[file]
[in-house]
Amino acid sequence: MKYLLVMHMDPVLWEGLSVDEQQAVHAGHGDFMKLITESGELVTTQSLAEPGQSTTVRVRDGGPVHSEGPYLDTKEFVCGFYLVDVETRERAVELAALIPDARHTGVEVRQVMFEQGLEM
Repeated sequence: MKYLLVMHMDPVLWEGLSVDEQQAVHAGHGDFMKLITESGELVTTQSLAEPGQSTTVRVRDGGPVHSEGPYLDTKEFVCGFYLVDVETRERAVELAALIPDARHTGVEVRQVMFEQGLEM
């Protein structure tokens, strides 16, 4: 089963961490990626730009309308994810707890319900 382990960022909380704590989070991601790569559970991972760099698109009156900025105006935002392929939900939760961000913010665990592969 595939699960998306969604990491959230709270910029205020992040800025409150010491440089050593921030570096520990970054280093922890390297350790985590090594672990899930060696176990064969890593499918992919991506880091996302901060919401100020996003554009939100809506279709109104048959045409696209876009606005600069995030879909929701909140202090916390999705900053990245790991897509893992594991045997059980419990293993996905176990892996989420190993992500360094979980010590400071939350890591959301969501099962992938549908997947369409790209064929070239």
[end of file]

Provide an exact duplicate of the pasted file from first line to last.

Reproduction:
[in-house]
Amino acid sequence: MKYLLVMHMDPVLWEGLSVDEQQAVHAGHGDFMKLITESGELVTTQSLAEPGQSTTVRVRDGGPVHSEGPYLDTKEFVCGFYLVDVETRERAVELAALIPDARHTGVEVRQVMFEQGLEM
Repeated sequence: MKYLLVMHMDPVLWEGLSVDEQQAVHAGHGDFMKLITESGELVTTQSLAEPGQSTTVRVRDGGPVHSEGPYLDTKEFVCGFYLVDVETRERAVELAALIPDARHTGVEVRQVMFEQGLEM
């Protein structure tokens, strides 16, 4: 089963961490990626730009309308994810707890319900 382990960022909380704590989070991601790569559970991972760099698109009156900025105006935002392929939900939760961000913010665990592969 595939699960998306969604990491959230709270910029205020992040800025409150010491440089050593921030570096520990970054280093922890390297350790985590090594672990899930060696176990064969890593499918992919991506880091996302901060919401100020996003554009939100809506279709109104048959045409696209876009606005600069995030879909929701909140202090916390999705900053990245790991897509893992594991045997059980419990293993996905176990892996989420190993992500360094979980010590400071939350890591959301969501099962992938549908997947369409790209064929070239």